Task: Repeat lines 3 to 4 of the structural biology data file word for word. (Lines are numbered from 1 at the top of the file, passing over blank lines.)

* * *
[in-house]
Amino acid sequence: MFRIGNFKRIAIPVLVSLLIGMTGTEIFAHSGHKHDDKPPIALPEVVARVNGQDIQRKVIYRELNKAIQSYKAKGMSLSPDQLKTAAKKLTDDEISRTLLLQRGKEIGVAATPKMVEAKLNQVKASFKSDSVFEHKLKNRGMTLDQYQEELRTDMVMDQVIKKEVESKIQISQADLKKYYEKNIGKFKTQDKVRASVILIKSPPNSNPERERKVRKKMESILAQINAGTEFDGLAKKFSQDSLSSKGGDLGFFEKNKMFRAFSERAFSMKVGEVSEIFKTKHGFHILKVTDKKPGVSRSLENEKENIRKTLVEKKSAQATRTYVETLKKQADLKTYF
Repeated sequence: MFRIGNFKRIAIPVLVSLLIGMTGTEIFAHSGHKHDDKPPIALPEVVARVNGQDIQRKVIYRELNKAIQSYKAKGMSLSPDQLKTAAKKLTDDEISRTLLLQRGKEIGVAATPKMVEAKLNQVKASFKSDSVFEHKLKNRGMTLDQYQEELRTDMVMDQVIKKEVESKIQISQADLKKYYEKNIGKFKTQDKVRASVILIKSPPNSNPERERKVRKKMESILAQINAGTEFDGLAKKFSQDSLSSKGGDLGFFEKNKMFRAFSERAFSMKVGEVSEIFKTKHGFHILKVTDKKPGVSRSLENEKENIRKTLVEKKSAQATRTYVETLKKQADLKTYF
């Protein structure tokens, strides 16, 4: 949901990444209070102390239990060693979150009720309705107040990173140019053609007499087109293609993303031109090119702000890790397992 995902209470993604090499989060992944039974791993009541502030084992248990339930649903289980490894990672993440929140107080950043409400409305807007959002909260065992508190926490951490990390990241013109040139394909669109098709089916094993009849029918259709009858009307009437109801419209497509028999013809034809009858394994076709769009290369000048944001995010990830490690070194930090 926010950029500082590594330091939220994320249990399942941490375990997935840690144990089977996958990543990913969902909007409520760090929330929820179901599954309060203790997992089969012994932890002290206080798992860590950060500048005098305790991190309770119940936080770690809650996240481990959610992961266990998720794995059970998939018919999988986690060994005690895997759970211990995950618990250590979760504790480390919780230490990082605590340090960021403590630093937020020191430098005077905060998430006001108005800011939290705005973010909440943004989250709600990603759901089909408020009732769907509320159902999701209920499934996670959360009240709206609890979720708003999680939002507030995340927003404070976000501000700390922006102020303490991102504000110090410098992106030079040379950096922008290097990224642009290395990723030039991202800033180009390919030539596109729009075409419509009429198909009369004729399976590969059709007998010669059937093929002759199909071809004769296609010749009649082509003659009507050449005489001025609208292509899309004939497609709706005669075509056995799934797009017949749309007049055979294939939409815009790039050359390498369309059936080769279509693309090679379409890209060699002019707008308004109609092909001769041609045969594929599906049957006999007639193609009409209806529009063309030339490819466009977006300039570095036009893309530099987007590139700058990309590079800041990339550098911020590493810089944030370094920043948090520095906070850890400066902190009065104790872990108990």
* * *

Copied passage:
Repeated sequence: MFRIGNFKRIAIPVLVSLLIGMTGTEIFAHSGHKHDDKPPIALPEVVARVNGQDIQRKVIYRELNKAIQSYKAKGMSLSPDQLKTAAKKLTDDEISRTLLLQRGKEIGVAATPKMVEAKLNQVKASFKSDSVFEHKLKNRGMTLDQYQEELRTDMVMDQVIKKEVESKIQISQADLKKYYEKNIGKFKTQDKVRASVILIKSPPNSNPERERKVRKKMESILAQINAGTEFDGLAKKFSQDSLSSKGGDLGFFEKNKMFRAFSERAFSMKVGEVSEIFKTKHGFHILKVTDKKPGVSRSLENEKENIRKTLVEKKSAQATRTYVETLKKQADLKTYF
């Protein structure tokens, strides 16, 4: 949901990444209070102390239990060693979150009720309705107040990173140019053609007499087109293609993303031109090119702000890790397992 995902209470993604090499989060992944039974791993009541502030084992248990339930649903289980490894990672993440929140107080950043409400409305807007959002909260065992508190926490951490990390990241013109040139394909669109098709089916094993009849029918259709009858009307009437109801419209497509028999013809034809009858394994076709769009290369000048944001995010990830490690070194930090 926010950029500082590594330091939220994320249990399942941490375990997935840690144990089977996958990543990913969902909007409520760090929330929820179901599954309060203790997992089969012994932890002290206080798992860590950060500048005098305790991190309770119940936080770690809650996240481990959610992961266990998720794995059970998939018919999988986690060994005690895997759970211990995950618990250590979760504790480390919780230490990082605590340090960021403590630093937020020191430098005077905060998430006001108005800011939290705005973010909440943004989250709600990603759901089909408020009732769907509320159902999701209920499934996670959360009240709206609890979720708003999680939002507030995340927003404070976000501000700390922006102020303490991102504000110090410098992106030079040379950096922008290097990224642009290395990723030039991202800033180009390919030539596109729009075409419509009429198909009369004729399976590969059709007998010669059937093929002759199909071809004769296609010749009649082509003659009507050449005489001025609208292509899309004939497609709706005669075509056995799934797009017949749309007049055979294939939409815009790039050359390498369309059936080769279509693309090679379409890209060699002019707008308004109609092909001769041609045969594929599906049957006999007639193609009409209806529009063309030339490819466009977006300039570095036009893309530099987007590139700058990309590079800041990339550098911020590493810089944030370094920043948090520095906070850890400066902190009065104790872990108990």